Matte-finished modular kitchen laminates are less reflective than high-gloss surfaces and are easier to clean. They’re practical, long-lasting, and don’t reveal scratches or dirt quickly. Matte laminate is commonly used on the inside of cabinets and drawers. On the outside, you might choose a thicker laminate, at least 1 mm thick.
Kitchen Laminate with a Textured Finish
There are textured laminates design for kitchen that closely imitate the appearance and textures of natural wood surfaces, giving your kitchen the impression of being completed in natural wood. Ribbed and dotted textures, as well as leather finishes, are available.
Remember that textured surfaces can collect oil and dust, so they should be cleaned with water full of soap at least once a month to avoid dirt build-up. These laminates are highly durable and do not readily show scratches or dirt (all the more reason to schedule a regular cleaning.)
A Single Color
We’ve all seen and loved the vivid colors that specific kitchens come in; standard colors include bright yellow, green, blue, and red. If you like this look, use colors that go well together and bring vibrancy to your space. There’s a wide range of colors to pick from, so experiment with unusual hues that suit your personality. Both glossy and matte finishes are available for solid color laminates.
Metal finishes, such as stainless steel, brushed steel, silver, gold, and copper tones, are also available in laminates. These are significantly more expensive than other laminate options, but they provide richness to your kitchen that justifies the additional expense. Steel and white, as well as a warm wood finish and copper, are attractive pairings. Play around with the different hues until you find one you like.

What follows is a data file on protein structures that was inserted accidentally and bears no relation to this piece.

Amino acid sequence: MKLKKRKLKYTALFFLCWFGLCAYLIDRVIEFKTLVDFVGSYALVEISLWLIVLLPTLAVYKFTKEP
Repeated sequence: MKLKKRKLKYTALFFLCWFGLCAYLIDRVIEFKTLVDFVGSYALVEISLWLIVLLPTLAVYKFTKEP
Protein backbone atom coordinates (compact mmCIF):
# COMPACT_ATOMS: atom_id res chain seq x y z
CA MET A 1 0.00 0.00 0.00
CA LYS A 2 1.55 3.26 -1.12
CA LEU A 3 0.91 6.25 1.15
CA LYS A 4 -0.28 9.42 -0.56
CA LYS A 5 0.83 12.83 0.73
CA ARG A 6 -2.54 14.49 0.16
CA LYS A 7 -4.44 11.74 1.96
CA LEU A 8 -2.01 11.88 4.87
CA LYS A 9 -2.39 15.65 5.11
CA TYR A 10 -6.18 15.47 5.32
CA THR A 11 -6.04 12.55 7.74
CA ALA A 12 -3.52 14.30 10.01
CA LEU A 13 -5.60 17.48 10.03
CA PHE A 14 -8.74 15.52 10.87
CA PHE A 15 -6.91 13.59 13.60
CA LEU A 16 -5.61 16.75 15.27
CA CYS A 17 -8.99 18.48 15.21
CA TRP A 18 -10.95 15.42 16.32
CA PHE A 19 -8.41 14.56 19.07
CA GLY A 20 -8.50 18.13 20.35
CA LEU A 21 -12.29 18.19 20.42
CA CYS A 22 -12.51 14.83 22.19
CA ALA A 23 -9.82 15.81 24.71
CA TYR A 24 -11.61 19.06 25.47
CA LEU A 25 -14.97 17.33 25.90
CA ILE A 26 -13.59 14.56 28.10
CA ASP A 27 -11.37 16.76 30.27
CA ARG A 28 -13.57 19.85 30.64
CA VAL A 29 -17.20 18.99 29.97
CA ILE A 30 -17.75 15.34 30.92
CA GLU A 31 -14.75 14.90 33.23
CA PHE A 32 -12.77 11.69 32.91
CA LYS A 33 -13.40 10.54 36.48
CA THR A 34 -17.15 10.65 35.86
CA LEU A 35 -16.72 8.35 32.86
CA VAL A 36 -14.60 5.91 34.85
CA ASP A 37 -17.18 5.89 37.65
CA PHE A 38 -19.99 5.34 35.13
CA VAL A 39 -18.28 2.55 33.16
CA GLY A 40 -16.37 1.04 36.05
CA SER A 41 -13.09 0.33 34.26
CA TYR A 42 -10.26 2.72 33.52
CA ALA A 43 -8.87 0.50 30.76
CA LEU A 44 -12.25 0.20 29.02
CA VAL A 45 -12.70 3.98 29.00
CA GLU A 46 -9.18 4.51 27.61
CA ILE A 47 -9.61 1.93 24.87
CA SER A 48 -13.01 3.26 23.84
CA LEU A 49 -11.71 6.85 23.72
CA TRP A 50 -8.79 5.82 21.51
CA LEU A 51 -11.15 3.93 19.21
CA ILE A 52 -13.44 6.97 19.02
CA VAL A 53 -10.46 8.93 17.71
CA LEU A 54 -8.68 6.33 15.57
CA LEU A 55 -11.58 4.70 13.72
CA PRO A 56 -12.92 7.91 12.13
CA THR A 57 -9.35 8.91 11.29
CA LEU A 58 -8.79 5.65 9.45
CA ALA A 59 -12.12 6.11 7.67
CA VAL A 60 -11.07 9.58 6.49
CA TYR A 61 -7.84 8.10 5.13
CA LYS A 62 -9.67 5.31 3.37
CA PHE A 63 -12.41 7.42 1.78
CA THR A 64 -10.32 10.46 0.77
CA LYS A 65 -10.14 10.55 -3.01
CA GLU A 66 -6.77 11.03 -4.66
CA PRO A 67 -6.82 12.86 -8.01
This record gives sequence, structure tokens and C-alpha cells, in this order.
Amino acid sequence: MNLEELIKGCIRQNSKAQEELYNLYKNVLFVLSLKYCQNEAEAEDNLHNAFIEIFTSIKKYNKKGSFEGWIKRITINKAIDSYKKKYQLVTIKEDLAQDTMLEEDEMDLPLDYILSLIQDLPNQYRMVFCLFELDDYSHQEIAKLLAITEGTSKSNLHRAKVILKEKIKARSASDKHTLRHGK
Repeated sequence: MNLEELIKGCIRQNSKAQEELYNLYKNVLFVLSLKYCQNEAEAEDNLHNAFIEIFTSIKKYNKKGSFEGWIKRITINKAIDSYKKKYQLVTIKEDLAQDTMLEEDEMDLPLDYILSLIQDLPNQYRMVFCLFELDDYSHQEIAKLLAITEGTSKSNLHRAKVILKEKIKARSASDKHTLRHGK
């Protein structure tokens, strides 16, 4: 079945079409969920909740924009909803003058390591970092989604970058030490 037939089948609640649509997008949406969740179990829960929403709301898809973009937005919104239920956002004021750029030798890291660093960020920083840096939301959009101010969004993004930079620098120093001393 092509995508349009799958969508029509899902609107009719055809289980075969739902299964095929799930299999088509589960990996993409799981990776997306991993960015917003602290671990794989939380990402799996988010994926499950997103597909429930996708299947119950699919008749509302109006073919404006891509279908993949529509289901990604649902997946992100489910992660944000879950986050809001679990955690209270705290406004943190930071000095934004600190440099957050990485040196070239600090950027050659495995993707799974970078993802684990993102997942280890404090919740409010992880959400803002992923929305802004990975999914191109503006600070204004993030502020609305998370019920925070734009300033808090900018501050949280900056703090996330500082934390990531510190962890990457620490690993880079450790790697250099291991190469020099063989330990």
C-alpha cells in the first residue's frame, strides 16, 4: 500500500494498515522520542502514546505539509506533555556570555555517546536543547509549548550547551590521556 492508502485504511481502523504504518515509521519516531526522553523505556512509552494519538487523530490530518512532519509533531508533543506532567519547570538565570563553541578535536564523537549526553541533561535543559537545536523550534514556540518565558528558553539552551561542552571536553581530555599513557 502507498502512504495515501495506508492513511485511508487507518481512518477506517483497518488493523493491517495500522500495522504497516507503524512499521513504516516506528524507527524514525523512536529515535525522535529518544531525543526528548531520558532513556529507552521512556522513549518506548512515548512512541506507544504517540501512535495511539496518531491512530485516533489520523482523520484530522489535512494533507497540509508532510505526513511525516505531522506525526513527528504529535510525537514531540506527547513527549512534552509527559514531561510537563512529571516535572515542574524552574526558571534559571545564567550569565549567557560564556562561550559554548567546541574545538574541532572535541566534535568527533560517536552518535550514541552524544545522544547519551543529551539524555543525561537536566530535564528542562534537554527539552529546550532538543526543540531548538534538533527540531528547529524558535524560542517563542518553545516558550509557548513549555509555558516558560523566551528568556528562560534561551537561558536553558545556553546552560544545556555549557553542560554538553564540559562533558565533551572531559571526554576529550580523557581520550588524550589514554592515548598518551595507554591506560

Remember that the surface finishes can be mixed and matched. You can choose a two-tone kitchen with contrasting colors and finishes or laminate shutters with glass. The cabinets beneath the counter might be painted a darker color to hide grime. The ones above the counter, on the other hand, could be made of glass or a lighter color, or perhaps a combination of both. Confused? Our designers can work with your kitchen’s size and tastes and show you 3D renderings of the final kitchen to assist you in making your decision.
Many of our customers choose high-quality laminates for kitchen, which look fantastic in a modern setting. Make your kitchen laminates color combination depending on the size of the room, the quantity of natural light available, your cooking style, and, of course, your taste. High-pressure modular kitchen laminates are bonded to the substrate using extreme pressure and heat. They last a lot longer than low-pressure laminates. Edge bands are thin strips of laminates design for kitchen used to finish the exposed sides of your shutters, giving them a tidy appearance while also increasing their dimensional stability.